Blu-ray DRM is officially dead. Chinese pirates selling Blu-ray movies for $7 each.

It took a bit longer than I expected, but the Chinese are ripping Blu-ray movies, cracking the DRM, and burning them to disc so they can sell them for next to nothing. The quality drops, but is still technically High Def and the movie industry is not happy:

Law enforcement in Shenzhen, China, raided a warehouse last month that contained HD copies of a number of popular movies. There were over 800 discs (so, what is that, like eight spindles?) that were packaged in faux Blu-ray boxes, complete with holograms to make them appear legitimate. According to the Motion Picture Association International, this is the “first ever” seizure of these types of discs in China.

The pirates are apparently ripping high-def movies (cracking Blu-ray’s AACS and BD+ encryption in the process) and re-encoding them using AVCHD, which offers a 720p picture. Because of the reduction in resolution, file sizes are smaller and can be burned to regular DVDs instead of the more costly Blu-ray discs, netting a tidy profit. Needless to say, the film industry isn’t thrilled by the news. “We are concerned and are assigning priority to this issue,” the MPA’s Asia-Pacific managing director Mike Ellis told the Wall Street Journal.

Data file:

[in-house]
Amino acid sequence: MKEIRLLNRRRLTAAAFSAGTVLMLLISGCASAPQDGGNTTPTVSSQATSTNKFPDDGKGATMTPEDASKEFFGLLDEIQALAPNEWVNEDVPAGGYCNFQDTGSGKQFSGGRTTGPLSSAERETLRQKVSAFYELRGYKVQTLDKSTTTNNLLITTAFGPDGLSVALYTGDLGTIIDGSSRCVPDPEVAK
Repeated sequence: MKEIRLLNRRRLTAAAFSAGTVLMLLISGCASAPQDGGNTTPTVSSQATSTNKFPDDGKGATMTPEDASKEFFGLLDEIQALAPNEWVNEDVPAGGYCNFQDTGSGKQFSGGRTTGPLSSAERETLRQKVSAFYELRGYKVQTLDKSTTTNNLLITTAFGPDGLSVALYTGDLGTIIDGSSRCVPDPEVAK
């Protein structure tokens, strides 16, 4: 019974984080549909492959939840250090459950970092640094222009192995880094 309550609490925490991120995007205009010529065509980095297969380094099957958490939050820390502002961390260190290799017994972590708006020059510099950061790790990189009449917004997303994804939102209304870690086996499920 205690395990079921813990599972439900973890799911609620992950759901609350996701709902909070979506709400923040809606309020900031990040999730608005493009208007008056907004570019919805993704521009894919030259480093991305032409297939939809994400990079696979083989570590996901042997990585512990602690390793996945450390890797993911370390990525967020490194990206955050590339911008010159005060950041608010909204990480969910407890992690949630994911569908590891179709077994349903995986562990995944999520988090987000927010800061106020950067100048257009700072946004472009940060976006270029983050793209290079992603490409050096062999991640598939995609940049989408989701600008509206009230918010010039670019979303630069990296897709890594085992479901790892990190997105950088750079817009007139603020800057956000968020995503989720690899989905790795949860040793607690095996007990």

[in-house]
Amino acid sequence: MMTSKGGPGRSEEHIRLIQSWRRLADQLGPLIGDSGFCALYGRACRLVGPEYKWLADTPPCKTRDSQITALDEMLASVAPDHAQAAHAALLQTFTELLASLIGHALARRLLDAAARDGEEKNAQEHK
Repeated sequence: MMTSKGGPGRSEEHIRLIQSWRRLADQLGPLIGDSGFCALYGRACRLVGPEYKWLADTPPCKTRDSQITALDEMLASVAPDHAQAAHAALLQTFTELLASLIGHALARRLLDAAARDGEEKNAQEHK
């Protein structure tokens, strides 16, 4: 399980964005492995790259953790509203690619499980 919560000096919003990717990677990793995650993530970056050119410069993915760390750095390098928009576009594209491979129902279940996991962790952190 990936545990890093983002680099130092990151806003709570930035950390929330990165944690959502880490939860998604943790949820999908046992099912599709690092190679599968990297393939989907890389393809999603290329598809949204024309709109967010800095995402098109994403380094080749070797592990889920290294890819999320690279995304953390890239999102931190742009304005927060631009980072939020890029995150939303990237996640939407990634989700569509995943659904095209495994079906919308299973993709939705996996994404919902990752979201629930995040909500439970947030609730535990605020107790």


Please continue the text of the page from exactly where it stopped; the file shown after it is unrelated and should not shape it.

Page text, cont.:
Movie piracy in China is by no means a new trend, but the proliferation of Blu-ray fakes out of Asia is being viewed as a serious threat that could make its way to other countries quickly. Ellis pointed out that pirates in China can be very enterprising and have exported their wares all over the globe in the past, so there’s nothing stopping them from doing so with this new format. “These syndicates are very quick to spot market opportunities,” he said.

Considering that standard Blu-ray carries an average price of $30 (which is why I only have a few movies on Blu-ray at the moment) the $7 the pirates are asking will probably more than make up for the content “only” being 720P. It won’t be long before those techniques are widespread. Another proof of the adage that if you can make it, they can break it.

PS3 firmware 2.20 due soon. Adds Blu-ray profile 2.0 support.

The PS3’s usefulness as a Blu-ray player and media hub is part of its growing success and Sony know that. Which is probably why the upcoming 2.20 firmware update is almost all about media playback as opposed to gaming: